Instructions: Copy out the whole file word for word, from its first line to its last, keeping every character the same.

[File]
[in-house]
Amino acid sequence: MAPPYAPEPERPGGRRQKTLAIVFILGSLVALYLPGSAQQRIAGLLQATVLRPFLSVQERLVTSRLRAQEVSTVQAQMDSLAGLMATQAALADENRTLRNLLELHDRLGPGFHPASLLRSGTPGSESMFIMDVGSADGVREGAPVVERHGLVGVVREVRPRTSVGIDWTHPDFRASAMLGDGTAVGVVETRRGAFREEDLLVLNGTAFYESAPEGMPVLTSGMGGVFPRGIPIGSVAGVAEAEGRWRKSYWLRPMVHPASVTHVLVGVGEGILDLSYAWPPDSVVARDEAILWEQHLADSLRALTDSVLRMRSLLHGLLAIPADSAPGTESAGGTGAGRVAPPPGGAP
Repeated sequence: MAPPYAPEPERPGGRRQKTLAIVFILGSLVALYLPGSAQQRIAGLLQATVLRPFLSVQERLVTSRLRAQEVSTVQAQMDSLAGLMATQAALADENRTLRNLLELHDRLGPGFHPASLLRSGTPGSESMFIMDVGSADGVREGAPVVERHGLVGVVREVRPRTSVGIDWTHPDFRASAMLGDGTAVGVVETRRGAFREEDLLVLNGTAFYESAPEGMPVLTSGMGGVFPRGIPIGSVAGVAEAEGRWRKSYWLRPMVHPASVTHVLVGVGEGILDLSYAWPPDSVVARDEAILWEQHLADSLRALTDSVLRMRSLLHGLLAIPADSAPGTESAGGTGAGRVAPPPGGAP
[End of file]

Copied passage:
[in-house]
Amino acid sequence: MAPPYAPEPERPGGRRQKTLAIVFILGSLVALYLPGSAQQRIAGLLQATVLRPFLSVQERLVTSRLRAQEVSTVQAQMDSLAGLMATQAALADENRTLRNLLELHDRLGPGFHPASLLRSGTPGSESMFIMDVGSADGVREGAPVVERHGLVGVVREVRPRTSVGIDWTHPDFRASAMLGDGTAVGVVETRRGAFREEDLLVLNGTAFYESAPEGMPVLTSGMGGVFPRGIPIGSVAGVAEAEGRWRKSYWLRPMVHPASVTHVLVGVGEGILDLSYAWPPDSVVARDEAILWEQHLADSLRALTDSVLRMRSLLHGLLAIPADSAPGTESAGGTGAGRVAPPPGGAP
Repeated sequence: MAPPYAPEPERPGGRRQKTLAIVFILGSLVALYLPGSAQQRIAGLLQATVLRPFLSVQERLVTSRLRAQEVSTVQAQMDSLAGLMATQAALADENRTLRNLLELHDRLGPGFHPASLLRSGTPGSESMFIMDVGSADGVREGAPVVERHGLVGVVREVRPRTSVGIDWTHPDFRASAMLGDGTAVGVVETRRGAFREEDLLVLNGTAFYESAPEGMPVLTSGMGGVFPRGIPIGSVAGVAEAEGRWRKSYWLRPMVHPASVTHVLVGVGEGILDLSYAWPPDSVVARDEAILWEQHLADSLRALTDSVLRMRSLLHGLLAIPADSAPGTESAGGTGAGRVAPPPGGAP